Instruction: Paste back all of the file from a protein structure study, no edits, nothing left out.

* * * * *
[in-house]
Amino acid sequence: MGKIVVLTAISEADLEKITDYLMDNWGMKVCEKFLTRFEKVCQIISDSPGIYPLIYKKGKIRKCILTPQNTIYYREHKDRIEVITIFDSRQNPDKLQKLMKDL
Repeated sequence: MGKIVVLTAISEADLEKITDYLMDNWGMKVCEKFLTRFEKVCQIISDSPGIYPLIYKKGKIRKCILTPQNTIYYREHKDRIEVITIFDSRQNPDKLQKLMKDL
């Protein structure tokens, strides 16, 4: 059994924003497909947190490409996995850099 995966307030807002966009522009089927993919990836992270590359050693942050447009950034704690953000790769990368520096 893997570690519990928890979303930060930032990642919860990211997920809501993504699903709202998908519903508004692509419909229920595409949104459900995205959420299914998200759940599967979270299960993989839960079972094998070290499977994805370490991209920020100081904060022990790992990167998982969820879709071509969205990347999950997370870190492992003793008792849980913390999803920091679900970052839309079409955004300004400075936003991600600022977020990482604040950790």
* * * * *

[in-house]
Amino acid sequence: MGKIVVLTAISEADLEKITDYLMDNWGMKVCEKFLTRFEKVCQIISDSPGIYPLIYKKGKIRKCILTPQNTIYYREHKDRIEVITIFDSRQNPDKLQKLMKDL
Repeated sequence: MGKIVVLTAISEADLEKITDYLMDNWGMKVCEKFLTRFEKVCQIISDSPGIYPLIYKKGKIRKCILTPQNTIYYREHKDRIEVITIFDSRQNPDKLQKLMKDL
């Protein structure tokens, strides 16, 4: 059994924003497909947190490409996995850099 995966307030807002966009522009089927993919990836992270590359050693942050447009950034704690953000790769990368520096 893997570690519990928890979303930060930032990642919860990211997920809501993504699903709202998908519903508004692509419909229920595409949104459900995205959420299914998200759940599967979270299960993989839960079972094998070290499977994805370490991209920020100081904060022990790992990167998982969820879709071509969205990347999950997370870190492992003793008792849980913390999803920091679900970052839309079409955004300004400075936003991600600022977020990482604040950790």